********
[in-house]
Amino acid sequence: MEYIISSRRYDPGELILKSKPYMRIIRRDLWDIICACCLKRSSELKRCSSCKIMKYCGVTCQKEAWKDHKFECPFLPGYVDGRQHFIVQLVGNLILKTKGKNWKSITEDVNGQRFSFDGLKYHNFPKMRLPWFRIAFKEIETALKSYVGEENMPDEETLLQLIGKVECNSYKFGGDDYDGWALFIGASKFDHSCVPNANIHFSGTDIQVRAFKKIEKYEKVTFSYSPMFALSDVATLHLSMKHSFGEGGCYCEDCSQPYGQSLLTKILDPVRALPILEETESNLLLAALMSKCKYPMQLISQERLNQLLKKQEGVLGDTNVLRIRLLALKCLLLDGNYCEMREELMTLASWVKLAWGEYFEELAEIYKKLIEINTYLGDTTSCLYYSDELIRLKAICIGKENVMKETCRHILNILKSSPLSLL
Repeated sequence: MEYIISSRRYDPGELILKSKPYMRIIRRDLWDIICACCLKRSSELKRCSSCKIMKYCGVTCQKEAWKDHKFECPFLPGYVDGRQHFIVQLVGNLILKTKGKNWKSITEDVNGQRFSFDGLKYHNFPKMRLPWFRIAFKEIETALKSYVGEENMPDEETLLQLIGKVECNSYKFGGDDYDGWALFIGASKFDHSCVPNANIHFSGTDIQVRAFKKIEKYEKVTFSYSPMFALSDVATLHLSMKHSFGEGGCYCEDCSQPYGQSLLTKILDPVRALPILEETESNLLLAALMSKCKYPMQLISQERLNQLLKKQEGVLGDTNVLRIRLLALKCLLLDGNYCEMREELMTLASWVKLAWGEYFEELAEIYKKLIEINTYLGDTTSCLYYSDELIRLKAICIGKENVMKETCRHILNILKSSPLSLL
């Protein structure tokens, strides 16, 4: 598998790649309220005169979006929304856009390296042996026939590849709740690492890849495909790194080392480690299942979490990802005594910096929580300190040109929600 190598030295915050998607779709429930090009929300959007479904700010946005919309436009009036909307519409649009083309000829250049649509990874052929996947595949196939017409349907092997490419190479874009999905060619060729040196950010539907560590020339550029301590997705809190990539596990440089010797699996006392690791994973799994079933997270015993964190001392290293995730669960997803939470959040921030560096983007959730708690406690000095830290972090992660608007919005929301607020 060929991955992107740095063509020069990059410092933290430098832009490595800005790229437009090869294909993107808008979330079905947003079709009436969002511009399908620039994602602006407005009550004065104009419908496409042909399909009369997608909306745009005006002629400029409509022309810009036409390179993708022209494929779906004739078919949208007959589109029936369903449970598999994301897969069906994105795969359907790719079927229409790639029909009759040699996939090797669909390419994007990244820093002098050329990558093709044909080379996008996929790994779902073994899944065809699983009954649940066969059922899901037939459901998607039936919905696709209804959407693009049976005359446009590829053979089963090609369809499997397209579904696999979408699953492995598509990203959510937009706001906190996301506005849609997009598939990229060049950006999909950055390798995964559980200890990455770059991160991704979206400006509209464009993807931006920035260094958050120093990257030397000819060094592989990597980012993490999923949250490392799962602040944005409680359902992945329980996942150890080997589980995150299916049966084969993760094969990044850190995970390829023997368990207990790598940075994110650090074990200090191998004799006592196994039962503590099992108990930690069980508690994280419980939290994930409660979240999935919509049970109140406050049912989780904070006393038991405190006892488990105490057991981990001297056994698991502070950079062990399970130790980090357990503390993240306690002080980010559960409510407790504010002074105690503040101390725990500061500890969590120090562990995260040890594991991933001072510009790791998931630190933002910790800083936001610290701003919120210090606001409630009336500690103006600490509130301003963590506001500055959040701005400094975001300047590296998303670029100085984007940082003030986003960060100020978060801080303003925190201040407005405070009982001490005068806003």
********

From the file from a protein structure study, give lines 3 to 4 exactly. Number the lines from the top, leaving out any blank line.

Repeated sequence: MEYIISSRRYDPGELILKSKPYMRIIRRDLWDIICACCLKRSSELKRCSSCKIMKYCGVTCQKEAWKDHKFECPFLPGYVDGRQHFIVQLVGNLILKTKGKNWKSITEDVNGQRFSFDGLKYHNFPKMRLPWFRIAFKEIETALKSYVGEENMPDEETLLQLIGKVECNSYKFGGDDYDGWALFIGASKFDHSCVPNANIHFSGTDIQVRAFKKIEKYEKVTFSYSPMFALSDVATLHLSMKHSFGEGGCYCEDCSQPYGQSLLTKILDPVRALPILEETESNLLLAALMSKCKYPMQLISQERLNQLLKKQEGVLGDTNVLRIRLLALKCLLLDGNYCEMREELMTLASWVKLAWGEYFEELAEIYKKLIEINTYLGDTTSCLYYSDELIRLKAICIGKENVMKETCRHILNILKSSPLSLL
């Protein structure tokens, strides 16, 4: 598998790649309220005169979006929304856009390296042996026939590849709740690492890849495909790194080392480690299942979490990802005594910096929580300190040109929600 190598030295915050998607779709429930090009929300959007479904700010946005919309436009009036909307519409649009083309000829250049649509990874052929996947595949196939017409349907092997490419190479874009999905060619060729040196950010539907560590020339550029301590997705809190990539596990440089010797699996006392690791994973799994079933997270015993964190001392290293995730669960997803939470959040921030560096983007959730708690406690000095830290972090992660608007919005929301607020 060929991955992107740095063509020069990059410092933290430098832009490595800005790229437009090869294909993107808008979330079905947003079709009436969002511009399908620039994602602006407005009550004065104009419908496409042909399909009369997608909306745009005006002629400029409509022309810009036409390179993708022209494929779906004739078919949208007959589109029936369903449970598999994301897969069906994105795969359907790719079927229409790639029909009759040699996939090797669909390419994007990244820093002098050329990558093709044909080379996008996929790994779902073994899944065809699983009954649940066969059922899901037939459901998607039936919905696709209804959407693009049976005359446009590829053979089963090609369809499997397209579904696999979408699953492995598509990203959510937009706001906190996301506005849609997009598939990229060049950006999909950055390798995964559980200890990455770059991160991704979206400006509209464009993807931006920035260094958050120093990257030397000819060094592989990597980012993490999923949250490392799962602040944005409680359902992945329980996942150890080997589980995150299916049966084969993760094969990044850190995970390829023997368990207990790598940075994110650090074990200090191998004799006592196994039962503590099992108990930690069980508690994280419980939290994930409660979240999935919509049970109140406050049912989780904070006393038991405190006892488990105490057991981990001297056994698991502070950079062990399970130790980090357990503390993240306690002080980010559960409510407790504010002074105690503040101390725990500061500890969590120090562990995260040890594991991933001072510009790791998931630190933002910790800083936001610290701003919120210090606001409630009336500690103006600490509130301003963590506001500055959040701005400094975001300047590296998303670029100085984007940082003030986003960060100020978060801080303003925190201040407005405070009982001490005068806003």